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Phish Tank aims to educate users on phishing tactics

As part of increased and ongoing efforts to combat phishing at the University of Utah and University of Utah Health, the U’s Information Security Office recently launched the Phish Tank, an awareness and educational website with information on phishing tactics and known schemes.

This post originally appeared here.

As part of increased and ongoing efforts to combat phishing at the University of Utah and University of Utah Health, the U’s Information Security Office (ISO) recently launched the Phish Tank, an awareness and educational website with information on phishing tactics and known schemes.

Other efforts from the past year include the ongoing implementation of two-factor authentication for student, alumni and affiliate uNID accounts, and a partnership with KnowBe4 on phishing and cybersecurity awareness efforts. On Aug. 8, 2022, the ISO will launch the Phish Alert Button, which will enable users to more easily report suspicious emails.

The Phish Tank features a list of key phishing indicators, examples of common phishing schemes, and other resources to help users identify scams, including videos, tips and quizzes.

Trevor Long, associate director for the ISO’s Governance, Risk, & Compliance team, said the goal of the Phish Tank is to raise awareness around phishing tactics to help decrease the number of people falling for the scams and potentially giving away confidential information.

“Phishing is not going away anytime soon. It’s getting worse. For example, attackers are now trying to figure out how to get around two-factor authentication,” he said. “Users must be vigilant.”

To aid users, the Phish Tank will soon include a list of recent phishing messages sent to university email accounts.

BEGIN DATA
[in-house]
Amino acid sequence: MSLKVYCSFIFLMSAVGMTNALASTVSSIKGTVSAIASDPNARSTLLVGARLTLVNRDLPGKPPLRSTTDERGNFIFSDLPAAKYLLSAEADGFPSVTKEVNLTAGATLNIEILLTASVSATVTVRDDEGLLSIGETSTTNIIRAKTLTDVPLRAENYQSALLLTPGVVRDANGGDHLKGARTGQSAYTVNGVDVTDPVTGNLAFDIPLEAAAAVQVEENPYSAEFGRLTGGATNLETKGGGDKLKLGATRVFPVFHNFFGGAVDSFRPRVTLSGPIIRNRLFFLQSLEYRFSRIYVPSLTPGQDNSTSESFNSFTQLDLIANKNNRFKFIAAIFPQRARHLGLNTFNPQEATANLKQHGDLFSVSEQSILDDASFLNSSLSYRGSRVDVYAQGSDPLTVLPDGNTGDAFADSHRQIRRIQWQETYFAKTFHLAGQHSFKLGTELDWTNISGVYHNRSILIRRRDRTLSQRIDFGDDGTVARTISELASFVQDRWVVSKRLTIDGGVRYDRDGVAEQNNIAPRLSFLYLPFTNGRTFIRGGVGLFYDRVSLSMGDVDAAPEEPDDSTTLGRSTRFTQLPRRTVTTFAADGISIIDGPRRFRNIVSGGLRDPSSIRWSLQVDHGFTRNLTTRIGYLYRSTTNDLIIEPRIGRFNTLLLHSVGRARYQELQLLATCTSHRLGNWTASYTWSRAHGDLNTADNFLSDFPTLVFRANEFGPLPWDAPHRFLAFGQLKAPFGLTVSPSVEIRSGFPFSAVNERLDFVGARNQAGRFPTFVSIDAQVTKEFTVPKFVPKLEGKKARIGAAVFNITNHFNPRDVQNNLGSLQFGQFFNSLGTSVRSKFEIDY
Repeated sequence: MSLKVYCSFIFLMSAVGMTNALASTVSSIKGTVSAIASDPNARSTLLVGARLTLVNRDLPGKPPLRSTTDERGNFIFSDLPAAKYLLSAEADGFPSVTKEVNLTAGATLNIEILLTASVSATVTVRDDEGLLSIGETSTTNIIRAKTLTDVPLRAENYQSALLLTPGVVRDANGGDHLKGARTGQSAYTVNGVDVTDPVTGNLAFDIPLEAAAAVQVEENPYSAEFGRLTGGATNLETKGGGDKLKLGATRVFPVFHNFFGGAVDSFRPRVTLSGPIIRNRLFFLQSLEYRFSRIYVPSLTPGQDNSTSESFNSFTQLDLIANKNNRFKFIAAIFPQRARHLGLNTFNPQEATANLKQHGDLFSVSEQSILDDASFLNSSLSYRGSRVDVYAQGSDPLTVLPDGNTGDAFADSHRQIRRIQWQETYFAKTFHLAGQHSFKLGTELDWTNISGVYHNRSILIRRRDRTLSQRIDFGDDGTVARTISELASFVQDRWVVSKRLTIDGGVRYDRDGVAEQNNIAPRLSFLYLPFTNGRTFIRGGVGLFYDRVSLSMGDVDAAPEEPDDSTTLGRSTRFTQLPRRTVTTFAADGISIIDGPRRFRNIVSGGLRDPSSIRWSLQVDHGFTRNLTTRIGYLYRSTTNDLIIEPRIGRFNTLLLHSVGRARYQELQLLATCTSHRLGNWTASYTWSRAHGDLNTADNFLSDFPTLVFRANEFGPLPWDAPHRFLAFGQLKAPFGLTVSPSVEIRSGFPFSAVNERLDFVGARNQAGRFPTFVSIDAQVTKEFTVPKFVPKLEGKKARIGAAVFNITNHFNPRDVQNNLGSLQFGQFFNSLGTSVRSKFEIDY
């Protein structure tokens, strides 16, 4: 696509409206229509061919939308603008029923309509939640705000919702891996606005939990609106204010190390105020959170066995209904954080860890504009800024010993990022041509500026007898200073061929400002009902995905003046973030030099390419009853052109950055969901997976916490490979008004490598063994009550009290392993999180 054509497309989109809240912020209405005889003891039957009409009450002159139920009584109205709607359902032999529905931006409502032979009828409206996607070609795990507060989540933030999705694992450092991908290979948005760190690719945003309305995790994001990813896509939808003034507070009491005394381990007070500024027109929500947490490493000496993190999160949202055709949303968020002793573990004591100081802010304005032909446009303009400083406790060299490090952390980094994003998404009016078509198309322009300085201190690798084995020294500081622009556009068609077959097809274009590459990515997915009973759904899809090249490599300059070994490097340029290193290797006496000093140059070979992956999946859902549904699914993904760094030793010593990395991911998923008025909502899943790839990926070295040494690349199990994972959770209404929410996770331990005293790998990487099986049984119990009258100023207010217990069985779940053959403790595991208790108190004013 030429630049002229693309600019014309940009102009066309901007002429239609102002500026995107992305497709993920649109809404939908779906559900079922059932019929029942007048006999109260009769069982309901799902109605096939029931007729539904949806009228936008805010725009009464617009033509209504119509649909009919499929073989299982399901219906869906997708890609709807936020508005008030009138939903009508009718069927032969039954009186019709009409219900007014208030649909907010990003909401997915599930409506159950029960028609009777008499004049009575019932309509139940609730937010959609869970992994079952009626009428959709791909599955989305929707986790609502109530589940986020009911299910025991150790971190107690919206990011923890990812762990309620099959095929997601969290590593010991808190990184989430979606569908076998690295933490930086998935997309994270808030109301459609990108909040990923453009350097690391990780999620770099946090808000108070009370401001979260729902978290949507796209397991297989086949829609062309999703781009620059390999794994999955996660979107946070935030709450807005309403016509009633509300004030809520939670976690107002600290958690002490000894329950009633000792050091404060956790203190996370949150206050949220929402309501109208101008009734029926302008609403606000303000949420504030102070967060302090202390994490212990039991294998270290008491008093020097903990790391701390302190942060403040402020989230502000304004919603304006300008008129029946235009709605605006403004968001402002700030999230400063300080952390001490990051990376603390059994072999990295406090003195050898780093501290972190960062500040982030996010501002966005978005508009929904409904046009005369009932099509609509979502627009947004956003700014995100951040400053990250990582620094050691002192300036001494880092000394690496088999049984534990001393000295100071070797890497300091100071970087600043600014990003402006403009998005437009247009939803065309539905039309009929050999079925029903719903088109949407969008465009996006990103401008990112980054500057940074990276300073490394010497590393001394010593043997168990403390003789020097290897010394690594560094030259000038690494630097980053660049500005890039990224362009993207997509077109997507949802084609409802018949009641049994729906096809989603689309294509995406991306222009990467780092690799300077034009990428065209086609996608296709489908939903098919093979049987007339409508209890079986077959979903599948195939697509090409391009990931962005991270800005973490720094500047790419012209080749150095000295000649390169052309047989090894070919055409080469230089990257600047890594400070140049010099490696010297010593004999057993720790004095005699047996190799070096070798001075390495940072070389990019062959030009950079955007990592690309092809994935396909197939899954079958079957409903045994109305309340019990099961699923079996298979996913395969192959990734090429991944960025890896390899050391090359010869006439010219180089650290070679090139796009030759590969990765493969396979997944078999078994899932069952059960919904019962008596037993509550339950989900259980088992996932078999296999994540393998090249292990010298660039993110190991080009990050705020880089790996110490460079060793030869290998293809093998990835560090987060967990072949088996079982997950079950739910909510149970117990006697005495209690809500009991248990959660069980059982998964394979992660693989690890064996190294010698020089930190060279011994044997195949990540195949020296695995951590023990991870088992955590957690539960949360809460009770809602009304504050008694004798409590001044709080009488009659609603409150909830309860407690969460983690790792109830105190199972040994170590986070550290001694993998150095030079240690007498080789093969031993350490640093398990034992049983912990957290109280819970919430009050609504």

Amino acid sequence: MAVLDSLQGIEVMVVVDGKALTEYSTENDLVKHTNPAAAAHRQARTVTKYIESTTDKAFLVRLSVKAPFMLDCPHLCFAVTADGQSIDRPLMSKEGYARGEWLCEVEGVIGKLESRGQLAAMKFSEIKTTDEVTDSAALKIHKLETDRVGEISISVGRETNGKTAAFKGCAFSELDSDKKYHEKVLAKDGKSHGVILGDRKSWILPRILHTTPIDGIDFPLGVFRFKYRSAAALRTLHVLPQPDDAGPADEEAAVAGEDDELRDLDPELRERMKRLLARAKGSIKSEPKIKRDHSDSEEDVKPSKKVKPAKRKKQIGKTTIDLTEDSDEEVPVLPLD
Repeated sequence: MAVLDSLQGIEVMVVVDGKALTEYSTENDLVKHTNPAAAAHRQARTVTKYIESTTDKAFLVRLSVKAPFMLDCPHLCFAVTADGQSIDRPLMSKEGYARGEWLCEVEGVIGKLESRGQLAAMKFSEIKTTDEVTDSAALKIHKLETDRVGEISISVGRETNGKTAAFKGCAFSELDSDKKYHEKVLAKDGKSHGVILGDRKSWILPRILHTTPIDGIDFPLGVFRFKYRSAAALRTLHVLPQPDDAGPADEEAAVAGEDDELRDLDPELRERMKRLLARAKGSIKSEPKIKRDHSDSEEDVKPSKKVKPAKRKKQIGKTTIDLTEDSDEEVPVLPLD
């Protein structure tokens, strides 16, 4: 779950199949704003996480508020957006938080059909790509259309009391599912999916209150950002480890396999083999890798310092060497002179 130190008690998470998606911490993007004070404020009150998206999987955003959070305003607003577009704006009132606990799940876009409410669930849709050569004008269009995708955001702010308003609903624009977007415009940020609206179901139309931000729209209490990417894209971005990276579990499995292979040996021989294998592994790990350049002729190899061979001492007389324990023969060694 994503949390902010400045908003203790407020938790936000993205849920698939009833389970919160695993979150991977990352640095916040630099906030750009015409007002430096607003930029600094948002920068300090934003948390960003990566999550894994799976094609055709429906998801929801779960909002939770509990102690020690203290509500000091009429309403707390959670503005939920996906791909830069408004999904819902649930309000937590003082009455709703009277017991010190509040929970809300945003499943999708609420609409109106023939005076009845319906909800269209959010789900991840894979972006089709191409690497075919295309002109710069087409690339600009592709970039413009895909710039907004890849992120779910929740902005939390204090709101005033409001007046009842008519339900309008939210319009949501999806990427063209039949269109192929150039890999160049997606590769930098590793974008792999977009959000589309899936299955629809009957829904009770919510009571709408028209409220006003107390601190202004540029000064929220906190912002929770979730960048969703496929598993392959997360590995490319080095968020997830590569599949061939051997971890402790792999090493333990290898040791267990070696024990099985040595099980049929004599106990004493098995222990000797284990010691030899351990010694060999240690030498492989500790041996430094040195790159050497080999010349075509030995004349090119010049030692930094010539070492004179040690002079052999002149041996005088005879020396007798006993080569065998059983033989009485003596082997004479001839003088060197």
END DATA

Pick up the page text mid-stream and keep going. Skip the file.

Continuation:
“It’s a great resource. People can see what’s going on right now—what criminals are after—so they can be on guard,” Long said.

Jesse Adams is the manager for the ISO’s Security Operations Center (SOC), which handles phishing reports and incidents. He said user behavior and human error are the biggest challenges around phishing, referencing a Deloitte report that indicates that “91% of all attacks begin with a phishing email to an unsuspecting victim.”

“When users fall for phishing, give up their credentials, and don’t report it to us, an attacker can gain a foothold in the U’s network and leverage it in all sorts of ways” that put the university and users at risk, he said.

Adams hopes the website—inspired by the University of Michigan’s Phish Tank—will help users better identify and guard against phishing emails. Users, he added, should always report suspicious emails.

“The SOC reviews every phishing message that people send us. Users can expect a timely response on whether the email is legitimate and instructions on how to proceed if it’s malicious,” he said.

Report a suspicious email

If you receive a phishing attempt through a university email account, report it using the Phish Alert Button or by forwarding it as an attachment to phish@utah.edu. For more information on how to report phishing, please visit this IT Knowledge Base article.

If you’re not sure whether an email is a phishing attempt, report it anyway. The SOC will analyze the email, notify you whether it is malicious, and act as needed to protect users and the university.